In conducting a race reading of Salomé I have sought to highlight the fact that such a reading is prone to distortion and inaccuracy (Said, 2003, p. 8). It also pays homage to stereotyping. The exoticism of the text intensifies the ‘otherness’ of the main characters, and the Western reader can fool himself into believing that white people would not behave in such a way! Salomé therefore becomes a loose woman; Herodias, the wanton, incestuous harlot of Iokanaan’s prophecies doubles as a proud and unsympathetic queen; and Herod becomes a barbarian, his command to kill Salomé provoked by the instinctive emotion of fury and terror rather than by any conscious choice or decision.
As a Western author, therefore, Wilde reinforces the assertion that ‘Oriental’ women are exotic and sensual and ‘Oriental’ men are weak and ‘feminine’, but with a propensity towards cruelty which poses a threat to western civilisation, and especially to women. Here he continues in the Western tradition of stereotyping the East as an inferior, barbarian race of fiery women and weak men.
As the biological carriers of race (via their mitochondrial DNA), women occupy a primary and complex role in representations of ethnicity. A woman’s exercise of her sexuality is often acknowledged as a major concern underlying those representations (Williams & Chrisman, cited Bennett & Royle, p. 212). Salomé’s flirtations, both with Iokanaan and with the young Syrian, represent some concern, in that sexual activity outside of her race runs the risk of diluting that race.
A common weakness attributed to Orientalist readings is that no time is given for the East to respond to the West. It therefore becomes a monologue coming out of one culture, consisting of its preconceived ideas of another. As such the Orientalist reading is limited in its construct and biased towards a Western point of view.
Despite its shortcomings, however, Orientalism does have some very worthwhile attributes. Said asserts that
The fact that, as an idea, the Orient has a history and a tradition of thought, imagery and vocabulary, has given it reality and presence in and for the West (Said, p. 5).
This awareness of the reality of the East in the minds of the West was recently outworked, when, following the Asian Tsunami on Boxing Day 2004, the Disasters Emergency Committee reported an unprecedented level of response to their appeal, which raised over £350 million (Disasters Emergency Committee (DEC), 2005, online). Furthermore, positive images of the ‘Orient’ as a place of mystery and culture has boosted tourism, which in itself leads to an improvement in race relations. The World Tourism Organisation reports that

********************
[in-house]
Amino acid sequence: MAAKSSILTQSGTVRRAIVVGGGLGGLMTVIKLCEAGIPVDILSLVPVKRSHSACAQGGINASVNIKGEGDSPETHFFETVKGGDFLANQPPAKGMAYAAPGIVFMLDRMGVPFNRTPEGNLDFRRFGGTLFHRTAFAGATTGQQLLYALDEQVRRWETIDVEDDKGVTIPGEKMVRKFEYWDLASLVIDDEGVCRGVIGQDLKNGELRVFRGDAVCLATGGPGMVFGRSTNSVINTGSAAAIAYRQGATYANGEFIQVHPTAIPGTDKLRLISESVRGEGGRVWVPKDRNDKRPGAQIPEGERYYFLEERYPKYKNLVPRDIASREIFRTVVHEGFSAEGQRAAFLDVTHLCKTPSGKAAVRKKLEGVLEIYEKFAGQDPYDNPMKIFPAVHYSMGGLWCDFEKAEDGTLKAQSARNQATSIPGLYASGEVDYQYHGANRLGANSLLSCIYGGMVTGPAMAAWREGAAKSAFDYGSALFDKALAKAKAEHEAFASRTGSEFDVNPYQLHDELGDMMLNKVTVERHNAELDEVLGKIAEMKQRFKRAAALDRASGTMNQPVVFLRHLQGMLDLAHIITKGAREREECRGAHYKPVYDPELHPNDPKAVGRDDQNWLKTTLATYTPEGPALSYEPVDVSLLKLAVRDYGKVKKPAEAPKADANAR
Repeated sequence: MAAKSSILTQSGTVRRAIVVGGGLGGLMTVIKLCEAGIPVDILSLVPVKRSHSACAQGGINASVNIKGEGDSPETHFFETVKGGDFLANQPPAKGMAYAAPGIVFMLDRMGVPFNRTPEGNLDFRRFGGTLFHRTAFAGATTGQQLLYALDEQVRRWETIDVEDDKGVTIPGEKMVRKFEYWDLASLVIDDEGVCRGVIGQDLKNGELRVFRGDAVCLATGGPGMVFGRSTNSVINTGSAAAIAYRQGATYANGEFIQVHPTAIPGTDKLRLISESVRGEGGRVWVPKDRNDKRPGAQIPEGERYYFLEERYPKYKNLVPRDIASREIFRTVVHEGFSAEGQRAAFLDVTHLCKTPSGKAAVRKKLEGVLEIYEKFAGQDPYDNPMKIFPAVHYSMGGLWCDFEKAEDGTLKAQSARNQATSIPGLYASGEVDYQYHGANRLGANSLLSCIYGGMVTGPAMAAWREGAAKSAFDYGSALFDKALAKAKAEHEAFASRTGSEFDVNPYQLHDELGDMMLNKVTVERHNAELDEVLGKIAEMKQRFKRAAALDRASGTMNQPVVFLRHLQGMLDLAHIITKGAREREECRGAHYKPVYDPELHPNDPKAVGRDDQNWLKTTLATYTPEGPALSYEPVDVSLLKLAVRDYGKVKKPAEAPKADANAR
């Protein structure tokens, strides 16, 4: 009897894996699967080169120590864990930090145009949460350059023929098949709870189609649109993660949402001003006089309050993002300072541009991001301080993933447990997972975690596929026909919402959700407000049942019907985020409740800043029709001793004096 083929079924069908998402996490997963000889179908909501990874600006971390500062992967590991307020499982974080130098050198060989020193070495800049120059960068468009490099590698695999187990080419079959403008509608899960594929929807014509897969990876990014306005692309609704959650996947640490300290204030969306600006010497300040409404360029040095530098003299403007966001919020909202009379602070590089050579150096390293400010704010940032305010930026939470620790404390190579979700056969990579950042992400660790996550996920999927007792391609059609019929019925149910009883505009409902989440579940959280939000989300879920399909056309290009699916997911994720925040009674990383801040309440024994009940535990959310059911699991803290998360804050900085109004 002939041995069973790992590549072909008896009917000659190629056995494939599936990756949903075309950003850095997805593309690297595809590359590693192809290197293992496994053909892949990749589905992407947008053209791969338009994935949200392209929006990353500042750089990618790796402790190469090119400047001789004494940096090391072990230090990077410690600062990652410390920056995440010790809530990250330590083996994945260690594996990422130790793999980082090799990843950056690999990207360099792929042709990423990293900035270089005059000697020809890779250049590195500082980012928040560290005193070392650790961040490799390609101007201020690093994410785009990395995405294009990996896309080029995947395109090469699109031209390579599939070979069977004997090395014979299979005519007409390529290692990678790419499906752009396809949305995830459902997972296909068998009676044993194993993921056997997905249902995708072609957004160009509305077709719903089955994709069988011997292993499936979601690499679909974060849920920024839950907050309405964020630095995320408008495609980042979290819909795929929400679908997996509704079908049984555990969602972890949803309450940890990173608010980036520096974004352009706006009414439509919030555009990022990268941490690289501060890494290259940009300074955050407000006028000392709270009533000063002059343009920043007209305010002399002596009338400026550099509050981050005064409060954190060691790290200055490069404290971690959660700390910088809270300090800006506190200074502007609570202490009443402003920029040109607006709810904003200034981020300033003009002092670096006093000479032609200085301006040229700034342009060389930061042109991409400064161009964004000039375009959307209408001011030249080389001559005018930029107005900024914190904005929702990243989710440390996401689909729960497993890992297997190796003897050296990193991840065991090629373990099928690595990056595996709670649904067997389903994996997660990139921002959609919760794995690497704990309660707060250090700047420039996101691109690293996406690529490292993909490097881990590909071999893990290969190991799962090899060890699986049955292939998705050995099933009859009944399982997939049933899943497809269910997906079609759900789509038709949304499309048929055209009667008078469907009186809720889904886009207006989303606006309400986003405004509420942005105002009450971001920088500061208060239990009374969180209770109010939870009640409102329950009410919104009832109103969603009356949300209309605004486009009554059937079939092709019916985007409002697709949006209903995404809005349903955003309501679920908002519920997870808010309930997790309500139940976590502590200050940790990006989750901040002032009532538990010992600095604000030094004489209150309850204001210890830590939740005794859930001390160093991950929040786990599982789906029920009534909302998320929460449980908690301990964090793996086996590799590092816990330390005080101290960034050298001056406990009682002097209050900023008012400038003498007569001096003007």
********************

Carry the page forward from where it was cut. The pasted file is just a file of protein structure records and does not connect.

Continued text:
Intercultural awareness and personal friendships fostered through tourism are a powerful force for improving international understanding and contributing to peace among all the nations of the world (WTO, 8 December 2005, online).
As we have seen, race is a contemporary issue, with Orientalism playing an important part in assessing how the West constructs the East. We have seen how Oscar Wilde reinforced the stereotype of the exotic ‘other’ in Salomé, but are his representations still valid in 2005? I would like to argue that things are changing, albeit slowly. Our multi-cultural nation is here to stay, so we need to learn, not only to ‘tolerate’ those who we consider to be ‘others’, but also to understand their culture and make space for it within our own. In her first novel, Anita and Me (1997), Meera Syal tackles the issue of race in a funny, yet sympathetic way, which encourages the reader to consider the cultural climate prevalent in Britain today, and to embrace it, rather than simply tolerating it.
Syal’s semi-autobiographical tale tells the story of Meena, a young Indian girl growing up in an ex-mining village in the West Midlands during the 1970s. Meena enjoys the village life of which she and her family are a part, and is building relationships with her white friends in the village. She prefers fish fingers and chips to curry and chapatti, and likes to flirt with all the local boys rather than listening to her extended family reminiscing about India. Syal uses the text as a platform to assert the fact that Meena is just a teenage girl – she is no different to her white friends – and that skin colour need not be a cultural divide. In fact, her friends barely notice that she isn’t white. It is only as they grow up and her friends gain an awareness of racial difference that Meena is forced to reconsider her friendship with the beautiful Anita, and to question the fabric of the society of which she is a part. Syal reinforces the fact that, if we are to co-exist in harmony with those of a different culture to ourselves, we need to set aside our preconceptions of race, and get to know these ‘others’ for who, not what, they are. Where race is concerned, ignorance is not bliss, it is dangerous, and can lead to such tendencies as the ‘Islamphobia’ which has swept Europe and America in the wake of 9/11.
Although Orientalism is a useful tool in contextualising the East, there is a danger in that stereotyping people can lead to us becoming bigoted in our own attitudes towards those who are racially different from ourselves. In extending our knowledge of the Orient and its peoples, we can challenge the way that the West visualises the East and be better placed to embrace a Cosmopolitan society. A multi-racial Britain is, one could argue, like an Oriental carpet, its beauty being achieved through a multiplicity of shapes, colours and patterns that enhance rather than detract from that beauty.